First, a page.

Real estate mogul alumnus thanks Cecil College

Published on February 29, 2024

DJ Wootson

NORTH EAST, Md: As a 19-year-old from Wilmington, Del., all DJ (Dwayne) Wootson needed was an opportunity. But growing up as a young black man on the streets of that city, there were few opportunities until the fateful day when he met Cecil College men’s basketball coach Bill Lewit. Coach Lewit was looking for hidden talent when he offered Wootson a chance to compete on the collegiate level, and Wootson grabbed that opportunity with both hands.

“Before Coach Lewit, I had nothing going for me. I was a good high school basketball player, but there were no offers beyond that level. I was a subpar student in high school who barely graduated. Then Coach Lewit gave me an opportunity to come to Cecil College,” said Wootson, who became Cecil College’s all-time leading scorer.

Coach Lewit had the knack for finding “diamond in the rough” players, and in 1995, that diamond was Wootson. Coach Lewit talked to the young man about his vision for his future and what he had to offer if Wootson came to play for Cecil College.

“When you are young and come from where I came from, you are looking for people to give you an opportunity. Coach Lewit offered me that opportunity,” said Wootson, who embraced what Coach Lewit had to say and the future he was facilitating for the young man. “I can truly say Coach Lewit saved me because I had no other options at the time. If not here, then where and what?”

For Wootson, Cecil County starkly contrasted Wilmington high school. Initially, college was about the opportunity to continue playing basketball, but soon, he realized and learned something about himself – he was an outstanding student. With the assistance and support of professors like Dr. Paul Bauer, Wootson excelled in the classroom as much as he did on the court. He went on to graduate from Cecil College with a 3.7 GPA.

“Dr. Paul Bauer was a phenomenal teacher. He changed my life and many other guys’ lives by making us thinkers. He turned us into critical thinkers, supporting us on and off the court,” said Wootson. “Cecil College provided me with a sense of maturity and stability. Cecil County was a change of pace for me, where there wasn’t much to do but basketball and academics. It provided the perfect opportunity as a contrast from where I came from.”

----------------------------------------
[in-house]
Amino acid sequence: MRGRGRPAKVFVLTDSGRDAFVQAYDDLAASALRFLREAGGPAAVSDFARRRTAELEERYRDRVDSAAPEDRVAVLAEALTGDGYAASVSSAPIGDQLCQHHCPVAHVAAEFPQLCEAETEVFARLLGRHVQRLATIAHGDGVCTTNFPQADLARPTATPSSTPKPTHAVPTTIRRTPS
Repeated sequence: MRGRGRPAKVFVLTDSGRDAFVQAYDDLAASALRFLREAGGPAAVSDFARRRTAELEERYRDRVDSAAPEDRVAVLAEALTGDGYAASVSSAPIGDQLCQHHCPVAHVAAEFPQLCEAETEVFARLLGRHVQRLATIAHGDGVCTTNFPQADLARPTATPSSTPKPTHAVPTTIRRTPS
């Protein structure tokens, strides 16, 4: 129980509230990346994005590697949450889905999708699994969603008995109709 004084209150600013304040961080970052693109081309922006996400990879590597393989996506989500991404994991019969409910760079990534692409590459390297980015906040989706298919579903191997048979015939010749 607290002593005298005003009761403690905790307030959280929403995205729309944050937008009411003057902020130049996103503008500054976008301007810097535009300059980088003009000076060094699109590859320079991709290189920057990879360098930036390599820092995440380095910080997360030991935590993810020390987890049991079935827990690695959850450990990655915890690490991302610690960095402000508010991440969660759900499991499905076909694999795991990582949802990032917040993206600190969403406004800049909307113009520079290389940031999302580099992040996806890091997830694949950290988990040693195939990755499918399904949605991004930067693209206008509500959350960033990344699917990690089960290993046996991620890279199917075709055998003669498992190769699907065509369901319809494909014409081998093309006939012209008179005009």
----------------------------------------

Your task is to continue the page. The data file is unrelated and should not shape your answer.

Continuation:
Wootson also credits his academic success to Coach Lewit’s three rules for his players: be on time and, if you cannot be on time, be early. Do what you are supposed to do when you are supposed to do it to the best of your ability. No one is guaranteed one second of playing time. You have to earn it by being a good citizen and getting it done in the classroom.

His performance on the hardwood matched Wootson’s accomplishments in the classroom. For the 1998-1999 season, he was named First Team All-Maryland Junior College Athletic Conference, First Team All-NJCAA Region 20, NJCAA Region 20 Tournament MVP, and First-Team NJCAA National Tournament. Wootson led the Seahawks to the 1999 NJCAA Region 20 Championship and the NJCAA national tournament.

In his 62-game career, he averaged 24.5 points per game (PG), 5.3 assists PG, 3.5 rebounds PG, and 1.9 steals PG to become Cecil College’s all-time leading scorer with 1,519 points.

Wootson completed his collegiate career playing at Georgia State for legendary coach Charles Grice “Lefty” Driesell while completing his bachelor’s degree.

Wootson took the lessons he learned at Cecil College and established his real estate development company in Nashville over the past decade, building apartment complexes and owning multi-family housing facilities. His commitment and focus on his business and family have grown to a portfolio of more than $30 million.

“I always tell people Cecil Community College is where I got my start. This is where I grew up and became a man. This was the start of my life,” said Wootson.